05 September 2013
I don’t know how to put into words what I felt while reading The Art of Fielding. Not a particularly auspicious start for a book review, but I feel like the gaggle of introspective and confused characters who populate its pages would understand.
On the surface, The Art of Fielding is about the ridiculous majesty of the American baseball story. I admit these always get me a bit misty eyed – maybe it was watching games with my Dad as a kid, waxing rhapsodic about the power of Fenway, or maybe it’s cultural conditioning and too many early viewings of Angels In The Outfield. The “main” character of the book, Henry, is a baseball phenom who sprouts out of an awkward poor kid under the tutelage of bombastic ace Mike Schwartz. The Art of Fielding chronicles Henry’s attempts to get into the major leagues, and Mike Schwartz’s desire to help him while also trying to figure out who he is.
But god does that not give you a picture of the book. More than baseball, I think, the book is about college, and that brief moment before you take irrevocable steps into adulthood. It juts around through its own chronology seemingly at random, spending chapters mired in the muck of a character’s emotional funk only to suddenly jut forward to a baseball game three years later. It switches points of view too, more times than a Game of Thrones novel, bringing us deep into the heads of not just Henry and Mike, but also the Dean of students and his lost-soul daughter, Pella. The characters are not always likeable (well, Mike is always likeable), but they’re always recognizably, painfully human.
In the way of college students (and the Dean who never seemed to quite stop being one), the book is also about dreams, but not in that lofty “believe in yourself” kind of way. It’s about the limits of our existence and of our dreams, about how “Dreams” with a capital D can get you lost just as often as they lead you forward, and about the lack of absolutes on our path to adulthood. Occasionally, the narrative feels shiftless, lacking a cohesive arc or clear path, but that’s part of what makes it so wonderful.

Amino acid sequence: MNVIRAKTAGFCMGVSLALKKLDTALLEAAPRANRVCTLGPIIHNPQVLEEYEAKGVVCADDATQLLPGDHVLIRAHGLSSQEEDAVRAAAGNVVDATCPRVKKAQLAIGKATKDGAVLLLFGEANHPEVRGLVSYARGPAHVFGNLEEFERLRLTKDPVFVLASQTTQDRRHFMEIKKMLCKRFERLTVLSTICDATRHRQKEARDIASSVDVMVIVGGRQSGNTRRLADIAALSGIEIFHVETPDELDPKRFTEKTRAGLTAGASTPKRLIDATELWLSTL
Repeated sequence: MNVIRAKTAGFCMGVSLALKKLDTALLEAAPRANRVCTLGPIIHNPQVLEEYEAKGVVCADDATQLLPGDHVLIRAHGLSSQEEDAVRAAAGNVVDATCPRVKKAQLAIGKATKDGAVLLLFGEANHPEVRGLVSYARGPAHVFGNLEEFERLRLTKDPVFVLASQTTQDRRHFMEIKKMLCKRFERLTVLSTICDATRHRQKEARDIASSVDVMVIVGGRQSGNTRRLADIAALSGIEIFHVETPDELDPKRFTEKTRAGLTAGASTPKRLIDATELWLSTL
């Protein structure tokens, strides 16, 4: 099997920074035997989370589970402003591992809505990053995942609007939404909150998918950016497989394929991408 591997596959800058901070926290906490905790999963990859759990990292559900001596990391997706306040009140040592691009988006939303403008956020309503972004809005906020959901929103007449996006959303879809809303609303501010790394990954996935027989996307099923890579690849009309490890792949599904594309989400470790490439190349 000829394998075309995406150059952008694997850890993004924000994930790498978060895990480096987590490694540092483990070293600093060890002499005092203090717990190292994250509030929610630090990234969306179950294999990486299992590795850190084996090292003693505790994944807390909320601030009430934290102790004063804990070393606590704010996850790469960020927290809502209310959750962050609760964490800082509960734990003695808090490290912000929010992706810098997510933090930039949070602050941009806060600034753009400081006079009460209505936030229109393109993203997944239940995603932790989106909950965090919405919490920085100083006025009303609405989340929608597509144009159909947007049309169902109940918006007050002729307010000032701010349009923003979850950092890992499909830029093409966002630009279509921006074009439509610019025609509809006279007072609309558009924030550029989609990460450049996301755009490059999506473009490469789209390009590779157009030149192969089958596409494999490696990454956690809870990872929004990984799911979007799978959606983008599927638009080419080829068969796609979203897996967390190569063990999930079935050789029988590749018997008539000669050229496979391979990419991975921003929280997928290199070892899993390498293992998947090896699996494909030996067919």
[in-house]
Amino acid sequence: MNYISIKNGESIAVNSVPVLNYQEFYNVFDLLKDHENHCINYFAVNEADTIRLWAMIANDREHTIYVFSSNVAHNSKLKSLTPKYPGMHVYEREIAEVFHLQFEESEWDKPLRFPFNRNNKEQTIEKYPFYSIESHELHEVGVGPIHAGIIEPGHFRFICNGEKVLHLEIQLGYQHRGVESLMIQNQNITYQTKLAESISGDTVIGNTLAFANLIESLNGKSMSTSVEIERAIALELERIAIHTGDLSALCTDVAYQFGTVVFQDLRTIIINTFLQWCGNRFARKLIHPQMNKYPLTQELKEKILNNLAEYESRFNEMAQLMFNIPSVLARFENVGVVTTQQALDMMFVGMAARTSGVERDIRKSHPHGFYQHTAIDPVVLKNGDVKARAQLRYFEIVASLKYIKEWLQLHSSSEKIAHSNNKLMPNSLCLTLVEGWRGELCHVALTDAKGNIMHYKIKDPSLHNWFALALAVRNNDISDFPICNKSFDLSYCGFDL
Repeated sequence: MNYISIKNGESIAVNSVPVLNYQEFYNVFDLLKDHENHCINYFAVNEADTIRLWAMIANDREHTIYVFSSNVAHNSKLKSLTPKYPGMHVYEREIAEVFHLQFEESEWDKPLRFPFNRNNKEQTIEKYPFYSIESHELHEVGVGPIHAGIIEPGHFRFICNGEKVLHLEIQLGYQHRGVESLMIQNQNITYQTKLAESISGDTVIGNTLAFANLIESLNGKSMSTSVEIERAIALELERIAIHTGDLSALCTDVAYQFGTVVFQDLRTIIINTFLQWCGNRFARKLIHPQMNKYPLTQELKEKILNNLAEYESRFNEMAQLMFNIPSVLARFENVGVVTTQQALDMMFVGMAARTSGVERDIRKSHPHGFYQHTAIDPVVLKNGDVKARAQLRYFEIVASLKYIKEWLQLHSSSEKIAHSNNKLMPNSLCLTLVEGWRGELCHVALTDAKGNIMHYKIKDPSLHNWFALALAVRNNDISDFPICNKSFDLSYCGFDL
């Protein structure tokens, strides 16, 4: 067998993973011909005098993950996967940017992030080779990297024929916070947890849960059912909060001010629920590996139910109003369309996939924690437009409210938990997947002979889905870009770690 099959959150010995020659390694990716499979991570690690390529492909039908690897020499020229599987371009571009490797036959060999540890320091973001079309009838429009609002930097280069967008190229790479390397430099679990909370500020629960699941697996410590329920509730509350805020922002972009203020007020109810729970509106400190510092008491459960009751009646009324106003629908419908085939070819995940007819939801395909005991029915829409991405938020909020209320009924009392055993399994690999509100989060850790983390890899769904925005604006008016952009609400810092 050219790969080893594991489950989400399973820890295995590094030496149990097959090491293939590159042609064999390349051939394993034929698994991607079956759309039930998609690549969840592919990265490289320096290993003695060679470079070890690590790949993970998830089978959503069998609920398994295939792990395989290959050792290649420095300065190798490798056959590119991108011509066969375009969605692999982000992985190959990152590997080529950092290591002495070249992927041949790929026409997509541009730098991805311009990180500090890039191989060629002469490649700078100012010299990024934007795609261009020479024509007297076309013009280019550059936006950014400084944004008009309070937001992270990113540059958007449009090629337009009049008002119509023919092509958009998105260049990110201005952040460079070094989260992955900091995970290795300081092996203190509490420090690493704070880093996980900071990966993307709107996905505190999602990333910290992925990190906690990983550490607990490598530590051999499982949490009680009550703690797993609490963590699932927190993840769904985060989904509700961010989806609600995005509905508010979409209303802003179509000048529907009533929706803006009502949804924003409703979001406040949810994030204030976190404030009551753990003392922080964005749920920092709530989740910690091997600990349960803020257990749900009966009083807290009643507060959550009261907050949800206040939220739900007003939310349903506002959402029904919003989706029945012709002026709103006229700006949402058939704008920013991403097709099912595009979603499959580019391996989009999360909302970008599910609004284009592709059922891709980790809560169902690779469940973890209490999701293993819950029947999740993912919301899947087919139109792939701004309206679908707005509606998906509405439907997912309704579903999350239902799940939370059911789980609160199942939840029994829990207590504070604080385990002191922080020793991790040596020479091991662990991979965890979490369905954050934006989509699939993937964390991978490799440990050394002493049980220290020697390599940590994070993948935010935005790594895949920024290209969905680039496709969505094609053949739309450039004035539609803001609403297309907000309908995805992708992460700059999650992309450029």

The ending is a bit over the top, but I loved it in that kind of “narrative closure” way that only a group of college students could really think was appropriate. I loved that it didn’t tell us definitively what happened to the characters, but not in some bullshit cliffhanger way, just in the gentle way that we never really know what becomes of the people we’re close to after we’ve moved away from them.
If it seems like I may have overly invested myself in these characters, it’s because of how deeply real they felt. Their emotional journey was at once specific and universal, and it helped explain feelings to me that I’ve only barely articulated to myself. I read this as a part of a book group, and it pretty much split the assembled fifty/fifty, but those of us that loved it did so passionately.